Comics – GUARDIAN & prospect

Since 2011 a large part of my life has been spent writing and drawing semi-topical comics for The Guardian and Prospect. It sends me insane in on a weekly basis but I love it too.

Mostly I don’t take on comics commissions outside these publications because I find them difficult and time-consuming to make. They’re basically miniature comedy sketches about whatever I think is ‘in the air’ at the time, and they never feature recurring characters or continuing plots.

The drawing style has changed quite a lot over the years as I learned what the hell I was doing, in public. At first I drew them with ink, or sometimes even fully painted them, but these days I do them on an iPad for the sake of meeting deadlines.  The small selection below jumps about in time (and style) somewhat, so I’ve given a bit of context beneath each one.

One day I hope to publish a proper collection of them but until then, a selection of limited-edition prints is available in my shop.

November 2015. Self service checkout technology still hasn’t improved since I made this.

July 2021: the delayed 2020 Euros are on and England are actually doing quite well. The nation are ecstatic; the footballers are footballers.

March 2023. ‘Nepo baby’ discourse has taken over social media.

February 2021.

May 2021: a ‘green list’ of countries reopening to travel after covid is released by the UK government.

September 2021. Parking meter apps – and apps for all sorts of banal transactions – have become ubiquitous since covid.

December 2020. I don’t recall ‘elf on the shelf’ being a thing in the UK before around this time. My kids were very young at this point, so I nearly caved. Thank god I didn’t.

May 2020. Scary times. Boris Johnson is making a series of to-camera public addresses, the like of which we’ve only seen in apocalypse movies. Dominic Cummings is his chief adviser.

April 2023. The annual discussion of the ‘meaning of Easter’ comes around.

March 2022. The clocks are going forward again. Or is it back? I have never understood it and I never will.

April 2022 – St George’s Day. St George is the patron saint of England. For various reasons – mainly colonialism – the English are slightly more awkward than other countries about celebrating our ‘national day’.

December 2021: the original influencer.

December 2021. If you are reading this far in the future, know that once, Mark Zuckerberg tried to distract from accidentally-kind-of-sorta causing a bit of an insurrection by launching the metaverse with his mate and former UK deputy Prime Minister, Nick Clegg. The promo announcement looked something like this.

July 2021. A select band of billionaires are the first into space tourism, and the last to pay their taxes.

November 2020. I am obsessed with the US election, and have started watching the coverage. After the last four years, the ‘undecideds’ are a thing of wonder to me.

November 2016. We’re starting to think social media might be changing things.

February 2016. Beer packaging has changed in recent years.

August 2016. The coincidence of ‘both-sidesism’ in the media, particularly the BBC, and the world doing ever more stupid things has become a talking point.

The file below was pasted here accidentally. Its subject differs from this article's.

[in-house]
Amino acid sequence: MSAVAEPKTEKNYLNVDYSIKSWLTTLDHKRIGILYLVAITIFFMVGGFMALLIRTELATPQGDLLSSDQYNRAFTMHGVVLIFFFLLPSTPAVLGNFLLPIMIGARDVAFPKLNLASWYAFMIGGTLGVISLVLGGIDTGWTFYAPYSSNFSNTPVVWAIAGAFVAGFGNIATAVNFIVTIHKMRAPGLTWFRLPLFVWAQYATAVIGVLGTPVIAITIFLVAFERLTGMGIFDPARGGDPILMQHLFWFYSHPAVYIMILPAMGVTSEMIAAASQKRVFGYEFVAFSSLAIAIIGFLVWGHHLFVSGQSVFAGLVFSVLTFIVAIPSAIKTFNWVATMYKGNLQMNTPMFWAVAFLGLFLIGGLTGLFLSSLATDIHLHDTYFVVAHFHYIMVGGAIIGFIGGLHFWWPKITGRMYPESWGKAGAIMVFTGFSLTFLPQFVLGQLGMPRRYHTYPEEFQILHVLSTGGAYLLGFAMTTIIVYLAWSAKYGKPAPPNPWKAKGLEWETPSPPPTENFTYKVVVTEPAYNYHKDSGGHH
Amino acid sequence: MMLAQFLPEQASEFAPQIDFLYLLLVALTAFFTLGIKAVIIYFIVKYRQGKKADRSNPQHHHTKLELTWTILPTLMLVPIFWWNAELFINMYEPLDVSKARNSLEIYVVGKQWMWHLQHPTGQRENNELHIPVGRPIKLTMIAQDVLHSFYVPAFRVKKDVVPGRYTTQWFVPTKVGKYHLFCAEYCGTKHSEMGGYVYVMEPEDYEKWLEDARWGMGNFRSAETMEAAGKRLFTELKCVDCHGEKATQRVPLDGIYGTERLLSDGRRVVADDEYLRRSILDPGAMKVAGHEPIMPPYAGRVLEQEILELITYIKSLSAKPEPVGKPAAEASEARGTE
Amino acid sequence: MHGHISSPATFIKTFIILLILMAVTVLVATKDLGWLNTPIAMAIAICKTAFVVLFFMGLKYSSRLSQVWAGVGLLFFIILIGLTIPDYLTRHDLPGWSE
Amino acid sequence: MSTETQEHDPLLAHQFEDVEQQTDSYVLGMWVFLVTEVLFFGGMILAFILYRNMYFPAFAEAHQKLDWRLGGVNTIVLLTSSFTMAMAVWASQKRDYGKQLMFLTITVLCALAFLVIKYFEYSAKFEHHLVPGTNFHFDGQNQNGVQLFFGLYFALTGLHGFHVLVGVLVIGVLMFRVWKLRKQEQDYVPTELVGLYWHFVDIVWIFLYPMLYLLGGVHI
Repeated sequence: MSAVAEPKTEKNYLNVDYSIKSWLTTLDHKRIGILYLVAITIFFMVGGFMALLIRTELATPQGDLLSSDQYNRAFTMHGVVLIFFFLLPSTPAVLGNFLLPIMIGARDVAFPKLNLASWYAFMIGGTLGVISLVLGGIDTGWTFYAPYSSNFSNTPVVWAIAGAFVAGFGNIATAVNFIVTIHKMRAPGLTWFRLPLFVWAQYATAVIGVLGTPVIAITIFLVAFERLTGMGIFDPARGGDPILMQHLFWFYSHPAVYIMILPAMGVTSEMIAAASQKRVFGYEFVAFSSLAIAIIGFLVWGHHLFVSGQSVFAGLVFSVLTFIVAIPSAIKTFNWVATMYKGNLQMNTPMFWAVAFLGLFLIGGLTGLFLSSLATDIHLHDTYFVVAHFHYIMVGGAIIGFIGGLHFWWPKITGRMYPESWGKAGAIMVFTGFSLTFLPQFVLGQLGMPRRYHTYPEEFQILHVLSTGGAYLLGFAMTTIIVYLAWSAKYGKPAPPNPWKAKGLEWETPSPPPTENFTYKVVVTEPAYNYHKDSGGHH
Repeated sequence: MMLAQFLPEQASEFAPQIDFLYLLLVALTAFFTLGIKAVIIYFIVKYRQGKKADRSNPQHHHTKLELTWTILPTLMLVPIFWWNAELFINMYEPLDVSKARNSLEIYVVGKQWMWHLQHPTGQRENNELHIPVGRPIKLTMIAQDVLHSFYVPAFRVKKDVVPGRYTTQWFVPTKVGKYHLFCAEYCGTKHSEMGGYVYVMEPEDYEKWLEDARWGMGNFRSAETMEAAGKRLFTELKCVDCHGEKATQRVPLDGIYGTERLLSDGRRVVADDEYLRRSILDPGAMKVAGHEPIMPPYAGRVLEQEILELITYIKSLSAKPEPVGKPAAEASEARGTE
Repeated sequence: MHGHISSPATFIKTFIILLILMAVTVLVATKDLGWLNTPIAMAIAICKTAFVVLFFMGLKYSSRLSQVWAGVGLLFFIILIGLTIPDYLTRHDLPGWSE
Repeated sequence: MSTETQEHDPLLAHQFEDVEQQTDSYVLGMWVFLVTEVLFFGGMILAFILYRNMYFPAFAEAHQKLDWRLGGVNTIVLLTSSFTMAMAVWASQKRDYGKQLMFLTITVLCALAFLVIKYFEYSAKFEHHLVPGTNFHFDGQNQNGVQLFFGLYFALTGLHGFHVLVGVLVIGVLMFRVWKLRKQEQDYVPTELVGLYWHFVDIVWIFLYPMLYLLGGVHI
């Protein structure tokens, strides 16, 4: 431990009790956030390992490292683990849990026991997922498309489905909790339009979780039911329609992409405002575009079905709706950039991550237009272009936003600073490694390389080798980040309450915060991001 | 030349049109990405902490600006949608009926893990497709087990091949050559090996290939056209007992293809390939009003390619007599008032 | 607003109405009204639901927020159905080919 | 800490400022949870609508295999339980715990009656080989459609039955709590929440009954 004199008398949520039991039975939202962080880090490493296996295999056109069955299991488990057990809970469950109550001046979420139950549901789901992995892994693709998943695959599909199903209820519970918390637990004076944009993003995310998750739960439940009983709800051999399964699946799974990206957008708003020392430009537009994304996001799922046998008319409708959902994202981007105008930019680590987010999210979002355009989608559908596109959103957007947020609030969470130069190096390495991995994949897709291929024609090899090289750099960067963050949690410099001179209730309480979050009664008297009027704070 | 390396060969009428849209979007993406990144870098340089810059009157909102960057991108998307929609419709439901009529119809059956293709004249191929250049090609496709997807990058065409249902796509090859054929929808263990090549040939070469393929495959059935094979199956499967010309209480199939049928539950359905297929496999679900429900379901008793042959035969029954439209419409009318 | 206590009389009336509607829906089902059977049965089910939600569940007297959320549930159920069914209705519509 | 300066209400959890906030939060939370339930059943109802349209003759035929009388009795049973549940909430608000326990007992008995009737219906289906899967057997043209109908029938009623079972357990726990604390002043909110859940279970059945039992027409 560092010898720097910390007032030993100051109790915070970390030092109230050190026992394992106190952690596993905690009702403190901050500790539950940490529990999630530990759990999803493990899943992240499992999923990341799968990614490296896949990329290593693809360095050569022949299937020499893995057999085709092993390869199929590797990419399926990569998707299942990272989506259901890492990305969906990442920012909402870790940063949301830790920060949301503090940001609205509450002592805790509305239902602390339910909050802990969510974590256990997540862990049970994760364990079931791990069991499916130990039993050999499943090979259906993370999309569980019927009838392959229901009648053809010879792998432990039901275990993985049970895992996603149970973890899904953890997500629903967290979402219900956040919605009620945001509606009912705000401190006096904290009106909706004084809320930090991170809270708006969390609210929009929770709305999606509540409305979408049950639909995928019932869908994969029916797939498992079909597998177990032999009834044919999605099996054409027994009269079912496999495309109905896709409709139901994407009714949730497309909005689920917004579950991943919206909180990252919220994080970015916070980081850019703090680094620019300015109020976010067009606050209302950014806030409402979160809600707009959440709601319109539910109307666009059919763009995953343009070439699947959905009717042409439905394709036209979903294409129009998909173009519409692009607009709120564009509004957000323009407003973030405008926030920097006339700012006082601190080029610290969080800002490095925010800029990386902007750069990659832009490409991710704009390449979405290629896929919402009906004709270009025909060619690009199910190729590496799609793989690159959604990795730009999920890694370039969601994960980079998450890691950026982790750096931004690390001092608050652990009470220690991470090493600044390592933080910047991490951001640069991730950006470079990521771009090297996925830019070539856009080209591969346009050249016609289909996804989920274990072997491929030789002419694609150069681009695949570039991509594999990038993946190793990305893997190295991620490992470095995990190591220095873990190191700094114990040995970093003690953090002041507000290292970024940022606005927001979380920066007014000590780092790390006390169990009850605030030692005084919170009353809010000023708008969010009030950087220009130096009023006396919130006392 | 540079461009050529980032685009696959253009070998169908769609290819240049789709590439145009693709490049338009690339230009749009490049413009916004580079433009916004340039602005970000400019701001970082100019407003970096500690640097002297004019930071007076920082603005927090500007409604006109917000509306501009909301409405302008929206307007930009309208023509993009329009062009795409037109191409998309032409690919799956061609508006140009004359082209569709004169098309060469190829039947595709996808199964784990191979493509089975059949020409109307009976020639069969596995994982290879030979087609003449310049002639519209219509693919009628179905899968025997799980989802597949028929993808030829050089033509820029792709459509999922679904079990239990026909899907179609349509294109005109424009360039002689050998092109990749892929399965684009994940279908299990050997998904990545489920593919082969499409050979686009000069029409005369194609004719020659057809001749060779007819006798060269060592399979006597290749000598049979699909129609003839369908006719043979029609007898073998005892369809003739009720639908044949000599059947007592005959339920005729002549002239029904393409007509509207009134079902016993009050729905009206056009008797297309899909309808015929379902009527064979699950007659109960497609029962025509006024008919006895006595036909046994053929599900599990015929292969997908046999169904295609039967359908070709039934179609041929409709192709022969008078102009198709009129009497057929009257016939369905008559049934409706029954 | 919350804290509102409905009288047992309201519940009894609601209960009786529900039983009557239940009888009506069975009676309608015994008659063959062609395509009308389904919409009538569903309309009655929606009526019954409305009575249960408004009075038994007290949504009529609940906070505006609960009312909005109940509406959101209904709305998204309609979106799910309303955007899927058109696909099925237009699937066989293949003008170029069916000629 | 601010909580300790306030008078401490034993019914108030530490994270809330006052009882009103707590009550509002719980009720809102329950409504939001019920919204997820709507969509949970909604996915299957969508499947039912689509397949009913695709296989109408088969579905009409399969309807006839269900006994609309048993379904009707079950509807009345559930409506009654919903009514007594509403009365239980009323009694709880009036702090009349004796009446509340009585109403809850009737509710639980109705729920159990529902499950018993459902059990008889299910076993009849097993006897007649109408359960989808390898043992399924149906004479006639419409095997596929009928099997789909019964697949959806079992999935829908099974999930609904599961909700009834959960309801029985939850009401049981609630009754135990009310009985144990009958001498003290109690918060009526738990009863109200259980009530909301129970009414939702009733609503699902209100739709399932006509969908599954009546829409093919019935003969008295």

April 2016. There are very few portraits of Shakespeare, the most famous (and bald) of which was chosen for posterity by his arch-enemy. So I really think the basis of this joke may be true.

October 2016.July 2016: after the Brexit referendum, but before Trump. It was quite a year.

September 2017. You kind of need to be familiar with the Radio 4 ‘Today’ programme to get this. December 2017.July 2015: the anniversary of Dylan ‘going electric’, a milestone I’ve never really understood.

June 2015. I must have been annoyed about latté art, for some reason. Got to write about something!

March 2015.


January 2013. I’ve been a fan of Philip Larkin’s poetry since I was at school. This is one of the comics I’m most proud of, writing-wise, as I really tried hard to capture his tone.

Sometimes I make a newspaper comic and wish I’d had more space, so I make a longer, and maybe ruder, version afterwards for fun.  This, from September 2020, was made at a time when those ‘Masterclass’ ads were taking over everyone’s social media feeds, and Boris Johnson’s fuck-ups were taking over everyone’s lives.

And finally – September 2022. Liz Truss’s first week as UK Prime Minister, knocking it out the park.

It’s hard to communicate now just how extraordinary it was to see Liz Truss become UK Prime Minister and mess it up so badly, so quickly. The effects were horrendous but it was undeniably, grimly, *wretchingly* funny. And, of course, a gift for cartoonists. The metaphors just kept writing themselves. She literally told us all she was going to drive us all to glory, and then crashed into a wall the moment she touched the pedals. This comic – a modified version of a 2016 one which had, instead of Liz, the personification of that horrible year setting everything on fire – proved to be one of my most-shared.  I think partly because Liz was funny, but also because it’s based on a common English fear which lurks in the cleft between our national talent for being embarrassed, and our national obsession with football: kicking a ball back to someone you don’t know in a park.

Anyway, here’s to Liz. Those golden 49 days were awful but my god, what a time to be a cartoonist.